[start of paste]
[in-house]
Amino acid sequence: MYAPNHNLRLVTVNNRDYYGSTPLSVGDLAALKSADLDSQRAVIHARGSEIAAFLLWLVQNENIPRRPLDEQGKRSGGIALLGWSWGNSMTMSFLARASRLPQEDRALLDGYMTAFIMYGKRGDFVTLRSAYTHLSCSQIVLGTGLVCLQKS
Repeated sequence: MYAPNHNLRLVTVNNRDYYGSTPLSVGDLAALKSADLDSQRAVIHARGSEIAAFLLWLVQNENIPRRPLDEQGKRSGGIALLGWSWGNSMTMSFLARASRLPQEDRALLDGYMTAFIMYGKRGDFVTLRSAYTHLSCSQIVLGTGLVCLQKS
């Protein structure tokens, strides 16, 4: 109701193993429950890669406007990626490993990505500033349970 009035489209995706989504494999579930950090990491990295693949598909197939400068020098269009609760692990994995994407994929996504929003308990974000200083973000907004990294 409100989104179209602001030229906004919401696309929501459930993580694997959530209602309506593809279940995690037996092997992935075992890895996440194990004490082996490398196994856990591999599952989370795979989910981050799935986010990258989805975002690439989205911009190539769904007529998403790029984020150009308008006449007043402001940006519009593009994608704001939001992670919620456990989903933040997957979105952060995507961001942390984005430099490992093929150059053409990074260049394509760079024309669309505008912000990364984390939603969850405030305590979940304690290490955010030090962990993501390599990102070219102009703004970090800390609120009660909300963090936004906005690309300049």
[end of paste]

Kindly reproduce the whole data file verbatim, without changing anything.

[in-house]
Amino acid sequence: MYAPNHNLRLVTVNNRDYYGSTPLSVGDLAALKSADLDSQRAVIHARGSEIAAFLLWLVQNENIPRRPLDEQGKRSGGIALLGWSWGNSMTMSFLARASRLPQEDRALLDGYMTAFIMYGKRGDFVTLRSAYTHLSCSQIVLGTGLVCLQKS
Repeated sequence: MYAPNHNLRLVTVNNRDYYGSTPLSVGDLAALKSADLDSQRAVIHARGSEIAAFLLWLVQNENIPRRPLDEQGKRSGGIALLGWSWGNSMTMSFLARASRLPQEDRALLDGYMTAFIMYGKRGDFVTLRSAYTHLSCSQIVLGTGLVCLQKS
């Protein structure tokens, strides 16, 4: 109701193993429950890669406007990626490993990505500033349970 009035489209995706989504494999579930950090990491990295693949598909197939400068020098269009609760692990994995994407994929996504929003308990974000200083973000907004990294 409100989104179209602001030229906004919401696309929501459930993580694997959530209602309506593809279940995690037996092997992935075992890895996440194990004490082996490398196994856990591999599952989370795979989910981050799935986010990258989805975002690439989205911009190539769904007529998403790029984020150009308008006449007043402001940006519009593009994608704001939001992670919620456990989903933040997957979105952060995507961001942390984005430099490992093929150059053409990074260049394509760079024309669309505008912000990364984390939603969850405030305590979940304690290490955010030090962990993501390599990102070219102009703004970090800390609120009660909300963090936004906005690309300049």